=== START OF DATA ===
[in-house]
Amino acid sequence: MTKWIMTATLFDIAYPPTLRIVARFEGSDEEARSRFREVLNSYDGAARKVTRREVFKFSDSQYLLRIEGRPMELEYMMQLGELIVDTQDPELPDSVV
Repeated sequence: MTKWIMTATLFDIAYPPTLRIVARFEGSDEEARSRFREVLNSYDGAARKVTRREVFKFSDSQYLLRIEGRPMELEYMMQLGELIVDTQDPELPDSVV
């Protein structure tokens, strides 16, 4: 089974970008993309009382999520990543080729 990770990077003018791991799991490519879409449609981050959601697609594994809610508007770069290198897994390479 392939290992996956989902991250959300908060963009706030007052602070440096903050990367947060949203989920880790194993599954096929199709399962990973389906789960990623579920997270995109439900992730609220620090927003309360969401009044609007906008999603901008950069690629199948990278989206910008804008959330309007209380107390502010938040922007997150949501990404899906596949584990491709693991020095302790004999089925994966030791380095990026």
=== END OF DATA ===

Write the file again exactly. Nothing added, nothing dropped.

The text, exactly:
[in-house]
Amino acid sequence: MTKWIMTATLFDIAYPPTLRIVARFEGSDEEARSRFREVLNSYDGAARKVTRREVFKFSDSQYLLRIEGRPMELEYMMQLGELIVDTQDPELPDSVV
Repeated sequence: MTKWIMTATLFDIAYPPTLRIVARFEGSDEEARSRFREVLNSYDGAARKVTRREVFKFSDSQYLLRIEGRPMELEYMMQLGELIVDTQDPELPDSVV
């Protein structure tokens, strides 16, 4: 089974970008993309009382999520990543080729 990770990077003018791991799991490519879409449609981050959601697609594994809610508007770069290198897994390479 392939290992996956989902991250959300908060963009706030007052602070440096903050990367947060949203989920880790194993599954096929199709399962990973389906789960990623579920997270995109439900992730609220620090927003309360969401009044609007906008999603901008950069690629199948990278989206910008804008959330309007209380107390502010938040922007997150949501990404899906596949584990491709693991020095302790004999089925994966030791380095990026």